When her mom told her to find a summer job after her freshman year of college, Melissa Prycer would apply for just one. But it would change her life.
“When I got to college, you don’t think about careers in history, but in hindsight, it all makes sense,” says Prycer, who received her master’s in public history from NC State in 2003.
The Texas native had always loved historical fiction and visiting museums on family trips. But the summer of 1998 cemented the career path that would lead to her current job as president and executive director of a one-of-a-kind living history museum in Dallas, Texas.
Prycer would snag a paid internship and spend that summer culling primary sources for a research project at the Dallas Historical Society. One day, as she dug through boxes of historic documents, she found herself holding one signed by Sam Houston, who was instrumental in Texas gaining independence from Mexico. Simply put, Prycer was captivated.
When she returned to Hendrix College in Arkansas for her sophomore year, she switched majors from English to history and never looked back.
Now 35, Prycer heads Dallas Heritage Village, which she describes as “an immersive history landscape.” The village — a collection of historic buildings moved one by one from as far as 75 miles away — tells the story of life in north central Texas between 1840 and 1910.
Prycer compares Dallas Heritage Village to Colonial Williamsburg in Virginia with a twist: Williamsburg has some re-created buildings, but all 21 at Dallas Heritage Village are original. The buildings — houses, a church, a school, a blacksmith shop and general store — were saved from the wrecking ball and reconstructed on the site of Dallas’s first city park in a once-elegant neighborhood known as The Cedars.
“My attitude about history is it is the great universal subject,” Prycer says. “Everybody can enjoy it if we can just help them figure out what they like.”
At Dallas Heritage Village, costumed guides describe life during the 19th and early 20th centuries, and three buildings are “completely hands-on.” A visitor can, for example, grab a basket at the general store and look for old-timey items on a shopping list or ring up the “purchases” on an antique cash register.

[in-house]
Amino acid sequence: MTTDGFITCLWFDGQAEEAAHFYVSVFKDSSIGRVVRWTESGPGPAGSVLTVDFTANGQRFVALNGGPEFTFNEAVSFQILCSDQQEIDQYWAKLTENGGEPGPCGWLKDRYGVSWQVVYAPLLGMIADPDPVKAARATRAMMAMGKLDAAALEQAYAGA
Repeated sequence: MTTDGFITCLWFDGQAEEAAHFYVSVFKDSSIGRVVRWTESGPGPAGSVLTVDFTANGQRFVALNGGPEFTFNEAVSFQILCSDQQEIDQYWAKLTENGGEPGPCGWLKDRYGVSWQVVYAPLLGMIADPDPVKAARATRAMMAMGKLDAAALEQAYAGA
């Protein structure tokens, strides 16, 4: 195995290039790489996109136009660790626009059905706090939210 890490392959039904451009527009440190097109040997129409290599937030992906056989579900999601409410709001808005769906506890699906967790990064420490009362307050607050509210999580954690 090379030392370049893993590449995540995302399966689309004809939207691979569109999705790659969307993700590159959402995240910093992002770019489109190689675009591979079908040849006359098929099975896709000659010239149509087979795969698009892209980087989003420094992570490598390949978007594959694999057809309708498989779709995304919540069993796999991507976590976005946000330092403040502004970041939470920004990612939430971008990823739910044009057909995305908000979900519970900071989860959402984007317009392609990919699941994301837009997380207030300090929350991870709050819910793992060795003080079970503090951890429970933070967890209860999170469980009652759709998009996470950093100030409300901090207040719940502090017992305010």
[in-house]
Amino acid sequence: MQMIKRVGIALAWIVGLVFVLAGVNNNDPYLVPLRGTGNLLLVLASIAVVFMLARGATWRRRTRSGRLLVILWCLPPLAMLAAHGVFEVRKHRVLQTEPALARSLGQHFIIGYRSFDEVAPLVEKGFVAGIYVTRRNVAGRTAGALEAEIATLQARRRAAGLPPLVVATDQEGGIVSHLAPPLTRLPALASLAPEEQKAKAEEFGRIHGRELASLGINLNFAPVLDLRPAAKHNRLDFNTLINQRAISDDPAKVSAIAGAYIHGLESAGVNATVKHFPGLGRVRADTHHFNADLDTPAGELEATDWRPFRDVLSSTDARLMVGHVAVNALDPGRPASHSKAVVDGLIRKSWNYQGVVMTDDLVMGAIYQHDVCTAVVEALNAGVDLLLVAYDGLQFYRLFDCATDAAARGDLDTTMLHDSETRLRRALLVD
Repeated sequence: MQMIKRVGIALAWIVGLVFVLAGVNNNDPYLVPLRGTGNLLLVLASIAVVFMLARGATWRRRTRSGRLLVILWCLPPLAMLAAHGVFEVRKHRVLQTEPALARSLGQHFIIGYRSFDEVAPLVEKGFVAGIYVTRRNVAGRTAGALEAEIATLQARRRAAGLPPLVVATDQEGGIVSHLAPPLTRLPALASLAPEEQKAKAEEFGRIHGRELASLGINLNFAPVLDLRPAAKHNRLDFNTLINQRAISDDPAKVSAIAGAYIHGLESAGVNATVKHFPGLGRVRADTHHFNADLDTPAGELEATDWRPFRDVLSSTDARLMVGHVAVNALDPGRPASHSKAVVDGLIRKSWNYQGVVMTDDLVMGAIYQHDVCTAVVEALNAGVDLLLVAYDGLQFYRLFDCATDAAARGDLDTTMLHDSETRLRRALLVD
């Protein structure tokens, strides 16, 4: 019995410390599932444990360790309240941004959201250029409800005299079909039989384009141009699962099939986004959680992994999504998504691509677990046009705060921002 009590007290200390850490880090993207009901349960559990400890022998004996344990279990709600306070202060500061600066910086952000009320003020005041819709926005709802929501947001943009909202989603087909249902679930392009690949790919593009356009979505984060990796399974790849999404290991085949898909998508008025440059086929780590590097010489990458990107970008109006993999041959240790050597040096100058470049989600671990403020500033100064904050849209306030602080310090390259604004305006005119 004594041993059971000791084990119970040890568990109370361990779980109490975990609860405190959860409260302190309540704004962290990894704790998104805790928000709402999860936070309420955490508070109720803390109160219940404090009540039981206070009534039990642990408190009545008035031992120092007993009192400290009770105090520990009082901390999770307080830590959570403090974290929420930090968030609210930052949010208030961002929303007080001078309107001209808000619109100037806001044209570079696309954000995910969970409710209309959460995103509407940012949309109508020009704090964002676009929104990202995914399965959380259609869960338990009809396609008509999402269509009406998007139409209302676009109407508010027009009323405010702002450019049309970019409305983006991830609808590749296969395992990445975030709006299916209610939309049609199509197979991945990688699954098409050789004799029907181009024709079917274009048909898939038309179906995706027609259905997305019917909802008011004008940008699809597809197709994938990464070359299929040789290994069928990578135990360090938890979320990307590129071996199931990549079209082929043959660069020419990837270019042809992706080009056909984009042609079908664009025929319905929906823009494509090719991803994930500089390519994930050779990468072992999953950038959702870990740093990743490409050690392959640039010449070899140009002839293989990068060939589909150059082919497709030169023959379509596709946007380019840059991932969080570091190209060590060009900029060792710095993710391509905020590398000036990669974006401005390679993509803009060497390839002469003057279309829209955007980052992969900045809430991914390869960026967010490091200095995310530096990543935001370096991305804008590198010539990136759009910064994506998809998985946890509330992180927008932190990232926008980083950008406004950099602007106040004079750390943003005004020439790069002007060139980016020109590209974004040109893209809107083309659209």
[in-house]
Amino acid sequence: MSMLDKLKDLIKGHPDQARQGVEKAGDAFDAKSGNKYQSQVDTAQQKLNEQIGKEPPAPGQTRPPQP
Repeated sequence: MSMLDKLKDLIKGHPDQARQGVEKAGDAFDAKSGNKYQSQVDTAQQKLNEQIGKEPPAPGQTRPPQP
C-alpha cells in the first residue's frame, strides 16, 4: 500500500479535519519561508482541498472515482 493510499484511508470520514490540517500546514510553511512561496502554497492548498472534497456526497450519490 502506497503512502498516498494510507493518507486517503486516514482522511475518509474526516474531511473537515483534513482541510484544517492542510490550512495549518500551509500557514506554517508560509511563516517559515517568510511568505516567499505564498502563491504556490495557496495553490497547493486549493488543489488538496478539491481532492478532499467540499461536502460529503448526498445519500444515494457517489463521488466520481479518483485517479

“That’s really unusual for museums like ours,” Prycer says. The approach, introduced by her predecessor, has been a hit with visitors. Heritage Village attracts about 60,000 people a year — more than half of them children from area school districts.
As the Village prepares for its 50th anniversary next year, Prycer has several reasons to expect attendance to surge. Since the 1960s, the surrounding neighborhood has been cut off from downtown Dallas by a highway built to serve fast-growing suburbs. But now, an urban renaissance is pumping new life into the area.
“We’ve been on the verge of redevelopment the entire time I’ve worked here,” says Prycer, who has steadily moved up the ranks since hiring on as program manager in 2004. She became president and executive director in March of last year. “So we have gone from being a virtual island — there was nothing anywhere near us — to in the next 18 months, we will have six partners within walking distance.”
The “partners” include a child care center, an art gallery and museum, an independent theater company, an artist’s incubator that will provide studio space and equipment, a loft-style apartment building, and a hotel. A brewery may also be in the offing.
The changes could transform the neighborhood into a cultural hub. Dallas does have a major arts district downtown, but Prycer thinks the vibe around Dallas Heritage Village may be more appealing and accessible to “people who are not sure they are into arts with a capital A.”
With redevelopment, the city is paying more attention to the neighborhood and improvements it may need, Prycer says.
“Our focus is to be at the top of the game with what we do and be ready to meet new opportunities,” she says, noting that Dallas Heritage Village will see how the changes shake out before developing a formal strategic plan.
For next year’s anniversary, though, Prycer anticipates creating a new app and souvenir book and staging an array of special events, including a big family celebration on July 4. She also expects to salute the museum founders who had the foresight and faith that the Cedars neighborhood would someday be very special.
“One of our board members says ‘Our time is finally here.’ She says this is all we ever dreamed of,” Prycer says. “This is more than we ever dreamed of.”
— Carole Tanzer Miller